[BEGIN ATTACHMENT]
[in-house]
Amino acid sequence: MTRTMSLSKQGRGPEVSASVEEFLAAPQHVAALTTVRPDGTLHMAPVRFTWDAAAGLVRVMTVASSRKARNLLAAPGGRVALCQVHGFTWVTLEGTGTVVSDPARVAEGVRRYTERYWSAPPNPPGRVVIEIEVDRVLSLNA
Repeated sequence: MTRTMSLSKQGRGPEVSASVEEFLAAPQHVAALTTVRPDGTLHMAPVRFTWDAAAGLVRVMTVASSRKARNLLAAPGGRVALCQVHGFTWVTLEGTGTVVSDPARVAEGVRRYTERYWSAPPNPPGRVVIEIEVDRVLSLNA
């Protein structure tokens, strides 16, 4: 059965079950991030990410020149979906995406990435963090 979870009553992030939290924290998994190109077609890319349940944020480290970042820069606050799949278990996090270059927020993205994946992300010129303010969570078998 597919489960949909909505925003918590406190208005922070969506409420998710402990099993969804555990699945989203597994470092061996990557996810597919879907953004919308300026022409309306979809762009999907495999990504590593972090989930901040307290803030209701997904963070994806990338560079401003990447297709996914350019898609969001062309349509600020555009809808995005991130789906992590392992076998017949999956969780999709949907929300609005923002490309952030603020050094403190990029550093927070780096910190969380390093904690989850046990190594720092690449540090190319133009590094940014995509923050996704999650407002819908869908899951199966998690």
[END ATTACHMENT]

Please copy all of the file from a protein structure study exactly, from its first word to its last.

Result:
[in-house]
Amino acid sequence: MTRTMSLSKQGRGPEVSASVEEFLAAPQHVAALTTVRPDGTLHMAPVRFTWDAAAGLVRVMTVASSRKARNLLAAPGGRVALCQVHGFTWVTLEGTGTVVSDPARVAEGVRRYTERYWSAPPNPPGRVVIEIEVDRVLSLNA
Repeated sequence: MTRTMSLSKQGRGPEVSASVEEFLAAPQHVAALTTVRPDGTLHMAPVRFTWDAAAGLVRVMTVASSRKARNLLAAPGGRVALCQVHGFTWVTLEGTGTVVSDPARVAEGVRRYTERYWSAPPNPPGRVVIEIEVDRVLSLNA
């Protein structure tokens, strides 16, 4: 059965079950991030990410020149979906995406990435963090 979870009553992030939290924290998994190109077609890319349940944020480290970042820069606050799949278990996090270059927020993205994946992300010129303010969570078998 597919489960949909909505925003918590406190208005922070969506409420998710402990099993969804555990699945989203597994470092061996990557996810597919879907953004919308300026022409309306979809762009999907495999990504590593972090989930901040307290803030209701997904963070994806990338560079401003990447297709996914350019898609969001062309349509600020555009809808995005991130789906992590392992076998017949999956969780999709949907929300609005923002490309952030603020050094403190990029550093927070780096910190969380390093904690989850046990190594720092690449540090190319133009590094940014995509923050996704999650407002819908869908899951199966998690």